Anyway, I think this was a quite good post really.

  9. look, i like these improvements but the community heard about the improvements of Gnome a “long” time ago and now even before the release of 2.x series we see changes in the “core infrastructure” (gobject etc) of Gnome and i tought this kind of problems should be resolved in those times.

  10. @dohboy
    > Whee, new graphics! You sure your handle isnt really
    > ‘vista user’ where pretty graphics and frivolous fluff are
    > more important than core system stability,
    > expandability, etc etc?

    That’s what matters these days, otherwise you are seen to be left behind. Apparently, it was enough for Gnome and GTK to use Cairo and for people to do things like Compiz.

  11. @OP: It’s great to hear that GNOME too are renovating it’ infrastructure and I hoping for more interoperability and under-the-hood sharing of functionality.

    @Ethan: You don’t know shit about Plasma or KDE 4. Plasma is not a bunch of C++ classes waiting to be subclasseed. It’s “desktop shell”, it’s what reacts to the user when right-clicking on the background, when handling and dragging an icon to the desktop. KDE-supplied plasmoids (plasma applets) ARE part of plasma (and some are very essential like the new panel.) Just because the API is well designed and allows other developers to easily write new data engines or applets (and now in non-C++ languages) this doesn’t mean the essential-and-to-be-shipped ones are not part of it. And what the hell do you mean by that Phonon, Solid, Nepomuk not visible to the end user? Is being extremely useful is NOT possible unless something is “visible” (according to your own twisted definition?) Dolphin has Nepomuk support, how invisible is that? Solid and Phono greatly simplifies developers work and enhance the end user experience, now that KDE applications are going to available on GNU/Linux, Mac OS X and Windows. How about Decibel? Akonadi? The Oxygen team (which is doing an awesome job?) How about KOffice 2 (Krita, Kexi, ..?) How about all the work being done by the KDE-Graphics (the almighty Okular, anybody?,) or KDE-PIM? Is by visible you mean “eye-candy”? Well meet plasma (now with support for Apple dashboard widgets,) and the new Kwin. And KDE switched to Qt 4, DBus from DCOP, CMake from the autotools and making their code as cross-platform as possible, in the process. That alone _is_ massive work.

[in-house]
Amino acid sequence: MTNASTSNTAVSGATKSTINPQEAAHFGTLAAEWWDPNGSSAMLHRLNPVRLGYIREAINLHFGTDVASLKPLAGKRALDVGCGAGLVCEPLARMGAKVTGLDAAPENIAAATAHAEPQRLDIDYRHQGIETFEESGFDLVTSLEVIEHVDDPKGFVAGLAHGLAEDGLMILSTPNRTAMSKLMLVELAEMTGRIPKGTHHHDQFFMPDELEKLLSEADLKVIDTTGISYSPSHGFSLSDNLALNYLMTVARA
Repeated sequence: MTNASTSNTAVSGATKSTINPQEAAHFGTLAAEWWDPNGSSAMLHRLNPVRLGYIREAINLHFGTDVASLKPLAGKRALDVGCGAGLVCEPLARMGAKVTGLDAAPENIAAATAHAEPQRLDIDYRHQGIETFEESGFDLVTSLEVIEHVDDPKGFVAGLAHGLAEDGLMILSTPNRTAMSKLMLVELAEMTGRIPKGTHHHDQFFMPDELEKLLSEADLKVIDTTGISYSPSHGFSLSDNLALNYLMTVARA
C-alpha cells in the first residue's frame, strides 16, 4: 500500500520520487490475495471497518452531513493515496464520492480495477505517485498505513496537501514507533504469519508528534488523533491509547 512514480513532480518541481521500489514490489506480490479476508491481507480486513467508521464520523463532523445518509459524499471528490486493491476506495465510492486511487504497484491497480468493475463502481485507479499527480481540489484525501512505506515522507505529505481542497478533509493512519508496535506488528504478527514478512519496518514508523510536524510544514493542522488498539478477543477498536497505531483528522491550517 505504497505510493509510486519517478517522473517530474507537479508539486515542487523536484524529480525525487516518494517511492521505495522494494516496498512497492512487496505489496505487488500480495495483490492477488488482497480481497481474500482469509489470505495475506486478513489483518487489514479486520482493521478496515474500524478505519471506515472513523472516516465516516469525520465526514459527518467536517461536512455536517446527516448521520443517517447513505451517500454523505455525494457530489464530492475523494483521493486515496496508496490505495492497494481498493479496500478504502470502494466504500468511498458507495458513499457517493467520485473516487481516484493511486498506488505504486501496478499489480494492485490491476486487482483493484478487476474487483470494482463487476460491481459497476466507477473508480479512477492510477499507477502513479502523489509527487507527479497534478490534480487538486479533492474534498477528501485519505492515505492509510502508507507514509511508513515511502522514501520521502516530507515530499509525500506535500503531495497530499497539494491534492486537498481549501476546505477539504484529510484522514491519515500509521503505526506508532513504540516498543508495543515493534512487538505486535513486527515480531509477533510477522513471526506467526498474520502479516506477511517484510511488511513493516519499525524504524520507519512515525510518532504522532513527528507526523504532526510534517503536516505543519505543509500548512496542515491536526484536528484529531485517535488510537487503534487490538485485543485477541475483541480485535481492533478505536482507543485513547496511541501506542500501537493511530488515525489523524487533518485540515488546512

12. I’m a KDE user, but I think the list is promising.

    Gnome and KDE both innovate, and both push limits, and both will learn from each other.

    KDE learns from Gnome and uses the Telepathy definition.

    Gnome learns from KDE and switches to WebKit which originates from khtml.

    Both work together under the hood of freedesktop.org

    And both are moving ever faster to replace proprietary systems.

    So hey, I might be a KDE user and I might care most about KDE, but Gnome and KDE are both important, because being two projects they can move in different ways, find together again and move out again and that way cover far more ground than a single project could.

    I want many people to use KDE and Gnome users want many people to use Gnome.

    Lets move out, then, and create guides for our users and create many great things which bring them to the respective desktop, and while we try to create a better experience than the other free desktops, we might suddenly see, that we just surpassed any non-free desktop together.

    Then we can sit down, celebrate a big free software party and begin outpacing the respective other one again.

    And while doing so, we can still keep contact, share ideas and work together, and we will make a difference.
    - http://draketo.de/english/free-software/light/kde-and-gnome-vs